How To Get A Good Used Green Car

22/02/2017

How To Get A Good Used Green Car

With sales of new hybrid (petrol-electric) cars up by a quarter in the 12 months between January 2016 and the same month just gone, lots of motorists - and the companies and organisations who pay for their cars - are clearly seeing the benefits of switching to a low-emissions motoring future.

At the same time, some of the earlier models of the best-known petrol-hybrid, diesel-hybrid and even pure electric cars are starting to emerge onto the used car market, meaning that owning one of the greenest cars available is becoming within the reach of more drivers.

Green Is Go

Sales of hybrid cars which mix petrol and electric power climbed by a quarter during the 12 months included in the latest Society of Motor Manufacturers and Traders figures.

That was largely because of owners taking advantage of the Government Plug-In Car Grant, which means someone buying a new model can qualify for a grant which will lop up to £4,500 off the cost of a new petrol-electric hybrid car. The main proviso is that the car must emit less than 75g/km of CO2, and be able to travel at least 10 miles using only its electric motor(s).

Cars for which owners can claim up to 35 per cent of the purchase price when new include:

  • Nissan Leaf
  • Renault ZOE
  • Kia Soul EV
  • Volkswagen e-Up and e-Golf, and
  • Hyundai Ioniq

A second tier of grant is offered which will cover up to a quarter of the cost of some other hybrid cars. This covers cars which emit no more than 50g/km of CO2 and should be able to travel between 10 and 69 miles in electric-only mode. Here, your options include:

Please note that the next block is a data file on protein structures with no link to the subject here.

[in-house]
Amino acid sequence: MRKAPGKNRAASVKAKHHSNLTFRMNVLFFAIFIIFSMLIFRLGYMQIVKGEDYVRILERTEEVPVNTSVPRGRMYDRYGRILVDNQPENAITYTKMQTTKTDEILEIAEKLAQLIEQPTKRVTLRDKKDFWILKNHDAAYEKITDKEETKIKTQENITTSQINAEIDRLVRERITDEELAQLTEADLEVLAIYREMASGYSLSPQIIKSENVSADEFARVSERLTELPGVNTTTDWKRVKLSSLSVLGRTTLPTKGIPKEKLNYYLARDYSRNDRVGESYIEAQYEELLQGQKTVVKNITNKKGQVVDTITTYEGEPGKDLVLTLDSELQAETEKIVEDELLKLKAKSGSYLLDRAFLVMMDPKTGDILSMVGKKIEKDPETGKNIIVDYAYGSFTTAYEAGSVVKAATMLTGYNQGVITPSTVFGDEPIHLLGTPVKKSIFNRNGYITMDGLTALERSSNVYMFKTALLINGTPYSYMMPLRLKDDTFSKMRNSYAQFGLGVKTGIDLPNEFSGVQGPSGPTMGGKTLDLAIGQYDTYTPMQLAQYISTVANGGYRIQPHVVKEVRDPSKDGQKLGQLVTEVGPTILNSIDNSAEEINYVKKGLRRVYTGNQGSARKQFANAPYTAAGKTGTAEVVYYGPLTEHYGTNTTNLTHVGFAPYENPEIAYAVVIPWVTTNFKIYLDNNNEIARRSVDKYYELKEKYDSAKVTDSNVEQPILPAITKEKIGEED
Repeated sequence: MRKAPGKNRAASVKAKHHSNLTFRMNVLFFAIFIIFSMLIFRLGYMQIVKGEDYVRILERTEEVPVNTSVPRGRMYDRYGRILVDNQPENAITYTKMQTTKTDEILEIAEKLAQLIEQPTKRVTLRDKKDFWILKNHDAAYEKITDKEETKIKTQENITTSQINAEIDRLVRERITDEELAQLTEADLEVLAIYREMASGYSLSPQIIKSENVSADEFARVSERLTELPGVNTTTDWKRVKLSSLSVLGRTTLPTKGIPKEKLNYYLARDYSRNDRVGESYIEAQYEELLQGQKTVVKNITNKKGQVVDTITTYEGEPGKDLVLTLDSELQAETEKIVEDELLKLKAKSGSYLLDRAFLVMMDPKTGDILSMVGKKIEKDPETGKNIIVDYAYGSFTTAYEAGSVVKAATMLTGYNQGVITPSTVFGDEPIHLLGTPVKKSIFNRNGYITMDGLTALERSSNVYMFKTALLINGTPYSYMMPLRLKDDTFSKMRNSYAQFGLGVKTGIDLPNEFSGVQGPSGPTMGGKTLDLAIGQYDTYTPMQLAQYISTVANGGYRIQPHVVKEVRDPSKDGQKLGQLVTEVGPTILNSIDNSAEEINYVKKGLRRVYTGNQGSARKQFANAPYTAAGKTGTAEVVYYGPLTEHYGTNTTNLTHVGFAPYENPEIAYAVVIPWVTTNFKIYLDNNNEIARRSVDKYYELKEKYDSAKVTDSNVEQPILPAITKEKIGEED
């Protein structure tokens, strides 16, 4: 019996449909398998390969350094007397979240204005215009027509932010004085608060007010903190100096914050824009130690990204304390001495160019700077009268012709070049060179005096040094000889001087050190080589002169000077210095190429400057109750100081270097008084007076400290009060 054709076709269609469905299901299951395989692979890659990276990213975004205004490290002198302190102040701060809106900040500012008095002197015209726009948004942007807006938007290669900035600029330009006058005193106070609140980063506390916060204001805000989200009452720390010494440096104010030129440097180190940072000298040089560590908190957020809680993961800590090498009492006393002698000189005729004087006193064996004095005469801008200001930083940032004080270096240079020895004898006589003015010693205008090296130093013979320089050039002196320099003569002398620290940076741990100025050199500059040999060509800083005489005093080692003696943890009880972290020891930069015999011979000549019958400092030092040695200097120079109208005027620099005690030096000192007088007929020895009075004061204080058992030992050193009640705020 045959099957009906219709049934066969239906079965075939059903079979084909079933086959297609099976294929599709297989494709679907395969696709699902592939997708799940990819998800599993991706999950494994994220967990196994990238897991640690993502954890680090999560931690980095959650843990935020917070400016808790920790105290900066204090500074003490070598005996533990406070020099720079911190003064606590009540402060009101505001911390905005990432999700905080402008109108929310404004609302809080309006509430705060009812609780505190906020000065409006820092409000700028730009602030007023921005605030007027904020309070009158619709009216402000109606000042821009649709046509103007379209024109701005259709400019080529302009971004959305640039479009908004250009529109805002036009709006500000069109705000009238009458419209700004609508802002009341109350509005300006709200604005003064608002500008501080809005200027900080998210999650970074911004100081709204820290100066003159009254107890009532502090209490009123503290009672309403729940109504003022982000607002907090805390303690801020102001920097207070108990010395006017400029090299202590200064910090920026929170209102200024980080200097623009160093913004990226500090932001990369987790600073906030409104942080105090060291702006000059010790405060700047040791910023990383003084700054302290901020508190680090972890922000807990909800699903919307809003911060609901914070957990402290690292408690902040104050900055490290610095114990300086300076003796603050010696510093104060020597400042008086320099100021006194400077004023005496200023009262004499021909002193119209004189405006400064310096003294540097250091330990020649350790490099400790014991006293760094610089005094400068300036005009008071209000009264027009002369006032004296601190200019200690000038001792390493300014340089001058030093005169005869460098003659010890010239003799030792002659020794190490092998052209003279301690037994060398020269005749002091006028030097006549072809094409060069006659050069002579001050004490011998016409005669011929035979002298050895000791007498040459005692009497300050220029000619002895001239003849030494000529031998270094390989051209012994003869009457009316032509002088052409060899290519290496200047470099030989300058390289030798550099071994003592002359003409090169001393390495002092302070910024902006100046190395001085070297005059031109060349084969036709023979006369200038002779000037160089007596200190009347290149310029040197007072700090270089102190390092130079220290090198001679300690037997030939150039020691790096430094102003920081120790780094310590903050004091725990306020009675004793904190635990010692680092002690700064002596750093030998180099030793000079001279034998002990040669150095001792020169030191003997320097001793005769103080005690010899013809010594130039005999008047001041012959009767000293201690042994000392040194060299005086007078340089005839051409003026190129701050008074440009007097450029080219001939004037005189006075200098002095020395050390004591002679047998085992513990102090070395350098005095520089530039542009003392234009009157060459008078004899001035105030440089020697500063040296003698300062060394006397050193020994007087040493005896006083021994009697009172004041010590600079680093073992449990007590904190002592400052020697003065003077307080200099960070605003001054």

• Audi A3 e-tron
  • Mitsubishi Outlander PHEV
  • Toyota Prius Plug-In
  • Volkswagen Golf and Passat GTE, and
  • Volvo V60 D5 and D6 Twin Engine

So in this article, we’ll sum up the best attributes of some of these cars, and see what the motoring critics are saying about the advantages of buying one of these models used.

Nissan LEAF

Things have moved on a long way since Nissan first introduced its entry to the electric car market in 2010. There are a lot more charging points around - and websites such as Zap-Map have helped motorists get the most out of their choice to go with zero-emissions motoring.

There are even grants available to help electric/hybrid car owners meet the cost of installing a home car charger - and at the time of writing, it’s reckoned that the number of charging stations is expanding at the rate of 10 a day.

The original entry-level Nissan LEAF was designed as a standard family car which just happened to offer the benefit of emissions-free motoring. “Aside from the electric power, there really isn’t much to differentiate a LEAF from any other family car. It’s spacious, comfortable, practical and easy to drive,” notes Honest John. Legroom and headroom, both front and rear, are adequate for up to four adults, he says, summing up by saying: “Plug-in hybrids might provide better peace of mind on long trips, but the LEAF is perfectly capable of coping with fairly long commutes.”

Renault ZOE